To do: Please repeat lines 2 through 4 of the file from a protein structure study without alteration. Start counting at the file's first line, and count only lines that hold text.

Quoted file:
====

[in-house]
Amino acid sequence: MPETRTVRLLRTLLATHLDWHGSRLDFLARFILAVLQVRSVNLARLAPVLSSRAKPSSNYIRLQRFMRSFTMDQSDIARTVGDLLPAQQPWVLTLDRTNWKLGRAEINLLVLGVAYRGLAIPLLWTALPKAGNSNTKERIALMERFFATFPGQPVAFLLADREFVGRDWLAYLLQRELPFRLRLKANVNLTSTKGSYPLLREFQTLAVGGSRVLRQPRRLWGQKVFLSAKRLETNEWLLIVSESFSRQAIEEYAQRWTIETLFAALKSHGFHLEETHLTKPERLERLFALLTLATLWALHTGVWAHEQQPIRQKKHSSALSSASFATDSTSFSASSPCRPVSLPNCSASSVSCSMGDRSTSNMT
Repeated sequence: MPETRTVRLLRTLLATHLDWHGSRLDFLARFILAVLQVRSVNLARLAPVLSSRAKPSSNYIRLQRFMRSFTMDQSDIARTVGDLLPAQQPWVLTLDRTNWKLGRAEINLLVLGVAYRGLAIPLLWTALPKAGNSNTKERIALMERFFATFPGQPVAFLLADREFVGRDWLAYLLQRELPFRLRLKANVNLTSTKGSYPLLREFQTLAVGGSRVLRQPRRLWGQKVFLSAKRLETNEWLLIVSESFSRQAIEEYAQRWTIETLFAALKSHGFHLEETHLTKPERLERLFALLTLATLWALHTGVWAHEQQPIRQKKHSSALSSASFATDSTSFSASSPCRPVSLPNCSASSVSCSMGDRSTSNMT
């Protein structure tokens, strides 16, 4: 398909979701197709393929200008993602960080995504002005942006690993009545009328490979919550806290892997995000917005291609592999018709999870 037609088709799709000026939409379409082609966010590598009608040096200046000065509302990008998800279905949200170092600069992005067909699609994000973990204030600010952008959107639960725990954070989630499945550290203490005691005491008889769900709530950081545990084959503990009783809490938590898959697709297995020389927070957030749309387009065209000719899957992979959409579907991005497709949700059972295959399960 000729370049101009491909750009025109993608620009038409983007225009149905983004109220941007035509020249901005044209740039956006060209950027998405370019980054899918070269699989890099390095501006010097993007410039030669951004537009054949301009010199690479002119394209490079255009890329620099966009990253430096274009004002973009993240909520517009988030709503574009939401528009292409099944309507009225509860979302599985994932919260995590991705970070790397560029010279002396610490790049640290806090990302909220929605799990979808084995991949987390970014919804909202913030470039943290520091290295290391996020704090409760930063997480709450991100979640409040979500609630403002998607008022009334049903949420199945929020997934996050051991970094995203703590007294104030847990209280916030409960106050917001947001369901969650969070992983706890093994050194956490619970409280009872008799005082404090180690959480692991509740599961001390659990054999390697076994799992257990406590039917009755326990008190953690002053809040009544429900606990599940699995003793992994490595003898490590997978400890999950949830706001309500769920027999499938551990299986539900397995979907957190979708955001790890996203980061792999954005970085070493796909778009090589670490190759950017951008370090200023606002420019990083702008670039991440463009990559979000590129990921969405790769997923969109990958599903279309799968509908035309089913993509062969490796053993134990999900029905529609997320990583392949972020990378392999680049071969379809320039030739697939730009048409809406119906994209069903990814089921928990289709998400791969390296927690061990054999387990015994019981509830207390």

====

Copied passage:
Amino acid sequence: MPETRTVRLLRTLLATHLDWHGSRLDFLARFILAVLQVRSVNLARLAPVLSSRAKPSSNYIRLQRFMRSFTMDQSDIARTVGDLLPAQQPWVLTLDRTNWKLGRAEINLLVLGVAYRGLAIPLLWTALPKAGNSNTKERIALMERFFATFPGQPVAFLLADREFVGRDWLAYLLQRELPFRLRLKANVNLTSTKGSYPLLREFQTLAVGGSRVLRQPRRLWGQKVFLSAKRLETNEWLLIVSESFSRQAIEEYAQRWTIETLFAALKSHGFHLEETHLTKPERLERLFALLTLATLWALHTGVWAHEQQPIRQKKHSSALSSASFATDSTSFSASSPCRPVSLPNCSASSVSCSMGDRSTSNMT
Repeated sequence: MPETRTVRLLRTLLATHLDWHGSRLDFLARFILAVLQVRSVNLARLAPVLSSRAKPSSNYIRLQRFMRSFTMDQSDIARTVGDLLPAQQPWVLTLDRTNWKLGRAEINLLVLGVAYRGLAIPLLWTALPKAGNSNTKERIALMERFFATFPGQPVAFLLADREFVGRDWLAYLLQRELPFRLRLKANVNLTSTKGSYPLLREFQTLAVGGSRVLRQPRRLWGQKVFLSAKRLETNEWLLIVSESFSRQAIEEYAQRWTIETLFAALKSHGFHLEETHLTKPERLERLFALLTLATLWALHTGVWAHEQQPIRQKKHSSALSSASFATDSTSFSASSPCRPVSLPNCSASSVSCSMGDRSTSNMT
């Protein structure tokens, strides 16, 4: 398909979701197709393929200008993602960080995504002005942006690993009545009328490979919550806290892997995000917005291609592999018709999870 037609088709799709000026939409379409082609966010590598009608040096200046000065509302990008998800279905949200170092600069992005067909699609994000973990204030600010952008959107639960725990954070989630499945550290203490005691005491008889769900709530950081545990084959503990009783809490938590898959697709297995020389927070957030749309387009065209000719899957992979959409579907991005497709949700059972295959399960 000729370049101009491909750009025109993608620009038409983007225009149905983004109220941007035509020249901005044209740039956006060209950027998405370019980054899918070269699989890099390095501006010097993007410039030669951004537009054949301009010199690479002119394209490079255009890329620099966009990253430096274009004002973009993240909520517009988030709503574009939401528009292409099944309507009225509860979302599985994932919260995590991705970070790397560029010279002396610490790049640290806090990302909220929605799990979808084995991949987390970014919804909202913030470039943290520091290295290391996020704090409760930063997480709450991100979640409040979500609630403002998607008022009334049903949420199945929020997934996050051991970094995203703590007294104030847990209280916030409960106050917001947001369901969650969070992983706890093994050194956490619970409280009872008799005082404090180690959480692991509740599961001390659990054999390697076994799992257990406590039917009755326990008190953690002053809040009544429900606990599940699995003793992994490595003898490590997978400890999950949830706001309500769920027999499938551990299986539900397995979907957190979708955001790890996203980061792999954005970085070493796909778009090589670490190759950017951008370090200023606002420019990083702008670039991440463009990559979000590129990921969405790769997923969109990958599903279309799968509908035309089913993509062969490796053993134990999900029905529609997320990583392949972020990378392999680049071969379809320039030739697939730009048409809406119906994209069903990814089921928990289709998400791969390296927690061990054999387990015994019981509830207390």